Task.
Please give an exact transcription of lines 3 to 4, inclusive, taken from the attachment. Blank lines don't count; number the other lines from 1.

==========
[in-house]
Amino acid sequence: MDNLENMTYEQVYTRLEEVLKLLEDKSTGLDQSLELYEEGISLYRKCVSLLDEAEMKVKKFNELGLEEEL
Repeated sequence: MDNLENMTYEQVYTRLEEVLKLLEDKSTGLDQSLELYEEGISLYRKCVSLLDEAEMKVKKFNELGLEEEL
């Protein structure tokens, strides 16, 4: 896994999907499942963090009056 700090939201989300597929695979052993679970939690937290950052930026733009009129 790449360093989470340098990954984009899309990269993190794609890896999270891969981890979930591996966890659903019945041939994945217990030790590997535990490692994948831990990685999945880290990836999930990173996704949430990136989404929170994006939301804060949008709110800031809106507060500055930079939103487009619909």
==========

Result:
Repeated sequence: MDNLENMTYEQVYTRLEEVLKLLEDKSTGLDQSLELYEEGISLYRKCVSLLDEAEMKVKKFNELGLEEEL
């Protein structure tokens, strides 16, 4: 896994999907499942963090009056 700090939201989300597929695979052993679970939690937290950052930026733009009129 790449360093989470340098990954984009899309990269993190794609890896999270891969981890979930591996966890659903019945041939994945217990030790590997535990490692994948831990990685999945880290990836999930990173996704949430990136989404929170994006939301804060949008709110800031809106507060500055930079939103487009619909």